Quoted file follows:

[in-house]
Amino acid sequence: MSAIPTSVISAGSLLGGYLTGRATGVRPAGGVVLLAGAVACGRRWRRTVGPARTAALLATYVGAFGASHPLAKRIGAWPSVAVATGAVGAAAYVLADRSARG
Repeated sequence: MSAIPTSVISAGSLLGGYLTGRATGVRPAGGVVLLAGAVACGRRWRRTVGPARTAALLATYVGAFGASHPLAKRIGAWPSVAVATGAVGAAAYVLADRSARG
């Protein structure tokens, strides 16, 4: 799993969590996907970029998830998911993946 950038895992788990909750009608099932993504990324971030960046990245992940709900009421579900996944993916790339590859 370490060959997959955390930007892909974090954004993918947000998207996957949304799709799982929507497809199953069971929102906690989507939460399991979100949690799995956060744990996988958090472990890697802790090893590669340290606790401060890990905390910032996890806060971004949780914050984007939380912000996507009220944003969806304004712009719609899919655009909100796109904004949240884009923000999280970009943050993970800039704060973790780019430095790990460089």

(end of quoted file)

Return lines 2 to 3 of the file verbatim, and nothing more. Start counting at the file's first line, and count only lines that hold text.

Amino acid sequence: MSAIPTSVISAGSLLGGYLTGRATGVRPAGGVVLLAGAVACGRRWRRTVGPARTAALLATYVGAFGASHPLAKRIGAWPSVAVATGAVGAAAYVLADRSARG
Repeated sequence: MSAIPTSVISAGSLLGGYLTGRATGVRPAGGVVLLAGAVACGRRWRRTVGPARTAALLATYVGAFGASHPLAKRIGAWPSVAVATGAVGAAAYVLADRSARG